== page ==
I had to check all the power rails for the projector and create a voltage circuit that would give me 6V –6V and 15V for the projector. I also created a dimmer switch for the LED and a temperature controlled fan speed controller to control the speed of the fan depending on how hot the heat sink got.

I then trimmed the light tunnel down to size, removed unnecessary light filters and lenses, replaced the BLUE LED lens with a clear one, as that had a UV filter on it. I noticed the blue UV filter blocked some of the blue light and since the LED did not let of any UV light, it was not needed. I also removed the wire mesh plate as this did cut the LED power by half.

I then attached the LED to a copper Dell passive heat sink and stuck a 5000RPM fan to the underside of it. But the fan controller only runs the fan at low speed as the temperature sensor monitors how hot the heat sink gets. Surprisingly the Dell heat sink works like a charm and keeps the whole thing cool.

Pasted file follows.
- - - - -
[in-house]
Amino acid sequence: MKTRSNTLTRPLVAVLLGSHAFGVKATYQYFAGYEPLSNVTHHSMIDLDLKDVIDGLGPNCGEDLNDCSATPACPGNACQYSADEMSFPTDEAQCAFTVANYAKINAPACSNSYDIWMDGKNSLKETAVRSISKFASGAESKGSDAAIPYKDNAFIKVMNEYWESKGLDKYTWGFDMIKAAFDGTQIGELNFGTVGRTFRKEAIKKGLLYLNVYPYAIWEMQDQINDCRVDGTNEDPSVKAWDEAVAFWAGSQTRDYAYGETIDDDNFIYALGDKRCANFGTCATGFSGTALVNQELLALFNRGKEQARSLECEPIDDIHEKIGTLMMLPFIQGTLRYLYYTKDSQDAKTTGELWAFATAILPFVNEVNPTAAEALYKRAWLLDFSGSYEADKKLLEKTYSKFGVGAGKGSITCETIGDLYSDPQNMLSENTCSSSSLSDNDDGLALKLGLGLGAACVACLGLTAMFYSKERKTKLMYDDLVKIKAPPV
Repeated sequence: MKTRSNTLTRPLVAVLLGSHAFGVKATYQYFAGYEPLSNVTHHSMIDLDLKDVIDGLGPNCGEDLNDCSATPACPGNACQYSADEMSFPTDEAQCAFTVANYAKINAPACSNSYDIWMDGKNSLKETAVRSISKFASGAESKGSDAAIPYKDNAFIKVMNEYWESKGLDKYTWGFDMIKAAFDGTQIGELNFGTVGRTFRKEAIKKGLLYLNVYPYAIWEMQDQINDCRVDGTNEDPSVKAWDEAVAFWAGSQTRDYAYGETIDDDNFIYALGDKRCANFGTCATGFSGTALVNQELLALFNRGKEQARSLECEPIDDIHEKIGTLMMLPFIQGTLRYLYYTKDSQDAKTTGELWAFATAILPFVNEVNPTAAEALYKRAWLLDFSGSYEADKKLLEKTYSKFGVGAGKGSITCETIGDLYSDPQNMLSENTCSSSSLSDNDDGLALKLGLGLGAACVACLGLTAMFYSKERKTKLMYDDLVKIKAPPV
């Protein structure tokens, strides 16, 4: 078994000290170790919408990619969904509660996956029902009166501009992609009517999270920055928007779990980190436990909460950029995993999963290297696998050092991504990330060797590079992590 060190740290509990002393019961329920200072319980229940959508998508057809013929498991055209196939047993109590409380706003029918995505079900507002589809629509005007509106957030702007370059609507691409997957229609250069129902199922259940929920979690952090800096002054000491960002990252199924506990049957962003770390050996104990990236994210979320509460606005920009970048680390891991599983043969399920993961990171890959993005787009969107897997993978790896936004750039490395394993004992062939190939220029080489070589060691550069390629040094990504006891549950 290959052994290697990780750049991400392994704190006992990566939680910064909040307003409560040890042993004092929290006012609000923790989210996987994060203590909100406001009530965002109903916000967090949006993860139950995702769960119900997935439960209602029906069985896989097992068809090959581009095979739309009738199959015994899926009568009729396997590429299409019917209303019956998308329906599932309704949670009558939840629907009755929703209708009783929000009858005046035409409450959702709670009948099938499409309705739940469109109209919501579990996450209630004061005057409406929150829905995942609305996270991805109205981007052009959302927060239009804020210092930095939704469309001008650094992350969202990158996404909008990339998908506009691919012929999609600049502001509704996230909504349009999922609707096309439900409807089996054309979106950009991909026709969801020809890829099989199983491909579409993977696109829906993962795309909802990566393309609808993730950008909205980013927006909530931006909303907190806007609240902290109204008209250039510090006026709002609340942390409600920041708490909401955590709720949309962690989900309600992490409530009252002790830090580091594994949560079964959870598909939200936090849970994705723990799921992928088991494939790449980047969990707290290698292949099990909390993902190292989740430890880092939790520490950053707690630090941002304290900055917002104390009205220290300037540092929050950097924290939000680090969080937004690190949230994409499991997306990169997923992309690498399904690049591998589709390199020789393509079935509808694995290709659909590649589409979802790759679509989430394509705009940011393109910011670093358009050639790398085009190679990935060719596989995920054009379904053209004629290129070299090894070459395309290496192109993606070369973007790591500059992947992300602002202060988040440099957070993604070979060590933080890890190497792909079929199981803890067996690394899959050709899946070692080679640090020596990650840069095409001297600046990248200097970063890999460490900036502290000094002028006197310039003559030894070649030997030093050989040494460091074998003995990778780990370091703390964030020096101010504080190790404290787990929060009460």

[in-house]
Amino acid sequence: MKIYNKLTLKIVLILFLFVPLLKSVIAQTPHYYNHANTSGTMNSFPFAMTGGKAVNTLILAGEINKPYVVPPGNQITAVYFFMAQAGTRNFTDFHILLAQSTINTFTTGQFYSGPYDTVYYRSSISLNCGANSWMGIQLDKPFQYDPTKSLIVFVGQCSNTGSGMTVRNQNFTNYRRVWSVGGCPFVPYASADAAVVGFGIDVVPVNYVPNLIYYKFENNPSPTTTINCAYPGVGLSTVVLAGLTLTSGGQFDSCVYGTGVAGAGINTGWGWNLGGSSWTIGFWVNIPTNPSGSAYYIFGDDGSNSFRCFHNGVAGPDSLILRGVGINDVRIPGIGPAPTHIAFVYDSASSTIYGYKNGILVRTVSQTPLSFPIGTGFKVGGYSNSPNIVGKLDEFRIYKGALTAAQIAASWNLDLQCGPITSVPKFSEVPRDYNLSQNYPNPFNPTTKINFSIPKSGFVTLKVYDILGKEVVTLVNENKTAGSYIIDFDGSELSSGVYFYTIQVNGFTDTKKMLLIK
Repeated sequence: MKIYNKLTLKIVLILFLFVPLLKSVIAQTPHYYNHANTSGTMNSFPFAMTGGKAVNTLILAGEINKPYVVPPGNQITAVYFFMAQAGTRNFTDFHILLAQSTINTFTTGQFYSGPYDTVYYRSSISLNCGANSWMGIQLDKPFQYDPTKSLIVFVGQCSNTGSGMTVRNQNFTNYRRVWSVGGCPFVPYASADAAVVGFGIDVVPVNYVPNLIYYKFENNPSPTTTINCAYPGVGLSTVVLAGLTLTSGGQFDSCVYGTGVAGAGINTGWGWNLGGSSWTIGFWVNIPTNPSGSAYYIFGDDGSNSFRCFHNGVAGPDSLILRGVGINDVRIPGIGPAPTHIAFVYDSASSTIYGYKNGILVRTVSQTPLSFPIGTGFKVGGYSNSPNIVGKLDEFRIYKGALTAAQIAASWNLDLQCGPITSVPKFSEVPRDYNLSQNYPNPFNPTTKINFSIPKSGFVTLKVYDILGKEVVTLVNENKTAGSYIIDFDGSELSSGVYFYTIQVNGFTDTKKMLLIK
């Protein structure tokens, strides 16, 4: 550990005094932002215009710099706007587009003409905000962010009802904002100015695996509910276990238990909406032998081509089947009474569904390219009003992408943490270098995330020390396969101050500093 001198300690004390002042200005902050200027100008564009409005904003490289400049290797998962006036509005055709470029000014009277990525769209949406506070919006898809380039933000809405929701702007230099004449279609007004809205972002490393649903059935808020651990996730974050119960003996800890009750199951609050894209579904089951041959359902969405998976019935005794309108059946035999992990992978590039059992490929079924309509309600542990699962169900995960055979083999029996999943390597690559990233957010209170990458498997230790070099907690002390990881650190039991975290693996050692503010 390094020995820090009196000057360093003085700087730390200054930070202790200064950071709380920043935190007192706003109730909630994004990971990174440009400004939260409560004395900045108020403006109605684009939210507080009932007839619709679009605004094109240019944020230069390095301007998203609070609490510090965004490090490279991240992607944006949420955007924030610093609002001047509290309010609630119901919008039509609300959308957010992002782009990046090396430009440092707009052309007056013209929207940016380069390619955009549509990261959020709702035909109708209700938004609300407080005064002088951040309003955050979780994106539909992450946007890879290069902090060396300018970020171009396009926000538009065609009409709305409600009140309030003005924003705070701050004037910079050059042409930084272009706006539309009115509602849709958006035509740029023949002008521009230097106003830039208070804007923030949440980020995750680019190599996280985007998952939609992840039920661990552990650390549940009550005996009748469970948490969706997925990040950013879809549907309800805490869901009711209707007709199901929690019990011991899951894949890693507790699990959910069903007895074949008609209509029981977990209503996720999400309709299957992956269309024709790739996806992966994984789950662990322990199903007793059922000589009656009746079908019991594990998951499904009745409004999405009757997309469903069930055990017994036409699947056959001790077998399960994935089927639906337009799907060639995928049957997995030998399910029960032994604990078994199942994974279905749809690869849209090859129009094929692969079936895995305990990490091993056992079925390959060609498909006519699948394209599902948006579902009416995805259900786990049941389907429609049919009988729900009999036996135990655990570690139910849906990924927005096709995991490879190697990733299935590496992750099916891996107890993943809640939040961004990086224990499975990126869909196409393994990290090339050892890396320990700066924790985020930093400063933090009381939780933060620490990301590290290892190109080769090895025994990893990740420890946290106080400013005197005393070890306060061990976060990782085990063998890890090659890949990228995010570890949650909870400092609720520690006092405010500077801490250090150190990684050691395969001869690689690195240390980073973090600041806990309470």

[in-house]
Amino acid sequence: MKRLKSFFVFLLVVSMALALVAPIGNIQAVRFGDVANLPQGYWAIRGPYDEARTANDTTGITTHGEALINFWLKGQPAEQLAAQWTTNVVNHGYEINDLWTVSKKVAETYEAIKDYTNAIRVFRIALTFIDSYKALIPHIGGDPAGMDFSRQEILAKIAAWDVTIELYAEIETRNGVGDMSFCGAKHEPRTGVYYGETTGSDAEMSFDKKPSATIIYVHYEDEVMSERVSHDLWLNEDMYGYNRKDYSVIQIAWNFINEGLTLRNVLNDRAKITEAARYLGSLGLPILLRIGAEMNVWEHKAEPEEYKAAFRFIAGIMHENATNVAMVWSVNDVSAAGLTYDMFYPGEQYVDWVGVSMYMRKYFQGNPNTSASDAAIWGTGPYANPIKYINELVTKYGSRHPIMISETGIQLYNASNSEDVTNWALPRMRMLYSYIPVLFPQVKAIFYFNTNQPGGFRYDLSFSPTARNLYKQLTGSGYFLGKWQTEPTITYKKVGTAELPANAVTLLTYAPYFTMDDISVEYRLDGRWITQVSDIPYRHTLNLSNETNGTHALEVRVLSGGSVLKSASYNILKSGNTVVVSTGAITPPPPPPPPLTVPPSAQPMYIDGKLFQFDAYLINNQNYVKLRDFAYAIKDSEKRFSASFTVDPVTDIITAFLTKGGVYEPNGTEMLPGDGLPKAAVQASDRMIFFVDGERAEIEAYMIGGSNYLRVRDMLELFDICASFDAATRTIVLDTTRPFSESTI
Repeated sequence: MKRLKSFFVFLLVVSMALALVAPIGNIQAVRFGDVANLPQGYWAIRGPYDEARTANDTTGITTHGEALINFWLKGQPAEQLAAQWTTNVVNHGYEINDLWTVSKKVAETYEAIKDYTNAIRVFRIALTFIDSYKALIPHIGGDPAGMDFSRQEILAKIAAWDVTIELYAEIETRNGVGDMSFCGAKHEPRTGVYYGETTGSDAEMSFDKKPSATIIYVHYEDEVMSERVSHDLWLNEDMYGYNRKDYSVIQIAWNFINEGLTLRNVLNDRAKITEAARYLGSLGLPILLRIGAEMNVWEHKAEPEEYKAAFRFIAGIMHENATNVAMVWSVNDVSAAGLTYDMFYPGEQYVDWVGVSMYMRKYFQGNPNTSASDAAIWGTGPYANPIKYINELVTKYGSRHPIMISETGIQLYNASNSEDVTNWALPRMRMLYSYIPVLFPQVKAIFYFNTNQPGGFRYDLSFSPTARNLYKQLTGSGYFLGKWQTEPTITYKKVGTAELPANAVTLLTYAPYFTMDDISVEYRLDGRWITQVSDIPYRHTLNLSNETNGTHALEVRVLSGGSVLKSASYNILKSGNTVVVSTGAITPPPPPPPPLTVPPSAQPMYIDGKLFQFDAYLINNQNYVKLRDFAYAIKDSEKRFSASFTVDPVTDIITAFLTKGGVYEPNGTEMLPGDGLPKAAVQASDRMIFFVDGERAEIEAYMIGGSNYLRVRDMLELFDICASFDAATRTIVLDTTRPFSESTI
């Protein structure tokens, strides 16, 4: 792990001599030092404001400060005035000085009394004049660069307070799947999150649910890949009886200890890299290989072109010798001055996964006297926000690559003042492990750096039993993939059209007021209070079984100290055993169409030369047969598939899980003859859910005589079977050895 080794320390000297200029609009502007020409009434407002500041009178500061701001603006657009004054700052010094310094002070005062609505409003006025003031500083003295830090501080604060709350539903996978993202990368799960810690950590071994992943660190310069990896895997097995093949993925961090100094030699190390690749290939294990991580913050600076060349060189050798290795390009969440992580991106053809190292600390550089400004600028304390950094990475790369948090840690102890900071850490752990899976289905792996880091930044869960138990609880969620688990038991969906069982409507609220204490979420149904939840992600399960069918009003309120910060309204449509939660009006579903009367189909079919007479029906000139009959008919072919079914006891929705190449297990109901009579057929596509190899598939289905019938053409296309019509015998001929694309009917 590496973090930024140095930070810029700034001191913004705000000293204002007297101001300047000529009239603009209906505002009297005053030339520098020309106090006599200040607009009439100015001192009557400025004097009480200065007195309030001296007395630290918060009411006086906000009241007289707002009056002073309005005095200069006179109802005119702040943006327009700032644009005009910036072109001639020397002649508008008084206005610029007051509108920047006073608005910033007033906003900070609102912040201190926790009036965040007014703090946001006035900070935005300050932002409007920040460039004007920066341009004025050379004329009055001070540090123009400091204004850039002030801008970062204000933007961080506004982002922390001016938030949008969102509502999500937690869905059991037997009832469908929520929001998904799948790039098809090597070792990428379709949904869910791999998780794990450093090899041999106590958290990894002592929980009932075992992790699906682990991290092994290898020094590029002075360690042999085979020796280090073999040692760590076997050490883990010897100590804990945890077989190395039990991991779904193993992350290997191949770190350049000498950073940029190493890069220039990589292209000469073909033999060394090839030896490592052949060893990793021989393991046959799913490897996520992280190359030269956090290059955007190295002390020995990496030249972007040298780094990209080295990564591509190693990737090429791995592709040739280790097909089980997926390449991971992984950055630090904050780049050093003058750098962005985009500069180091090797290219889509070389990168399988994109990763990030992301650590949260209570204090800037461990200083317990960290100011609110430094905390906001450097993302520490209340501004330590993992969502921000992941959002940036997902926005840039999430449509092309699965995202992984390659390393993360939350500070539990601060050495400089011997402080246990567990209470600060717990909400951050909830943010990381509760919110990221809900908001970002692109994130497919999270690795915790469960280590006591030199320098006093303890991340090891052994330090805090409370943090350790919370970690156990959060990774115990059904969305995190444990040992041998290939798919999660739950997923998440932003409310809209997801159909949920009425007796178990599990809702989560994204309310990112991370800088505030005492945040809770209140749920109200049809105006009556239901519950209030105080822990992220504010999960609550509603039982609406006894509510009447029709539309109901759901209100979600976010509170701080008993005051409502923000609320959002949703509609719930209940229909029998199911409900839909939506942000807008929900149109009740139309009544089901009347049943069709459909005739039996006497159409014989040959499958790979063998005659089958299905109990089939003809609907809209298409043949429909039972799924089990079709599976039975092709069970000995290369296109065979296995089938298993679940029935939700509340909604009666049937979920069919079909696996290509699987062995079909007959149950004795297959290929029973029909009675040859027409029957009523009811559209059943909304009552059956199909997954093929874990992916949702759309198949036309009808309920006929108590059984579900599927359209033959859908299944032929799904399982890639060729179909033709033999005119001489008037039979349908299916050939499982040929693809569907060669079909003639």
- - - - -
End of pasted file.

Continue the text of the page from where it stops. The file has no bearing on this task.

I created a bracket to mount the LED to the case and then isolated the light tunnel with a ….. food box and self adhesive foil tape.

I have had lots of problems before I got to this stage, I used a 100W led, but they only lasted for a month before the LED elements would fail and the LED would flicker. I will cover this and its cause in the video. I also had power problems. Blew up a 300W flip chip that cost me £100 and burned another £20 300W led… Not to mention nearly fry the projectors main board and cutting the case too much… All fun in learning.

But the picture brightness is very good… and the projector can be used happily to see films and documents. I am testing at the moment to see if the LED will last past the one or two month before the chip itself dies. It was a heat issue before and with this new heat sink and LED cooling techniques combined together I might have solved this and the LED should outlive the projector itself.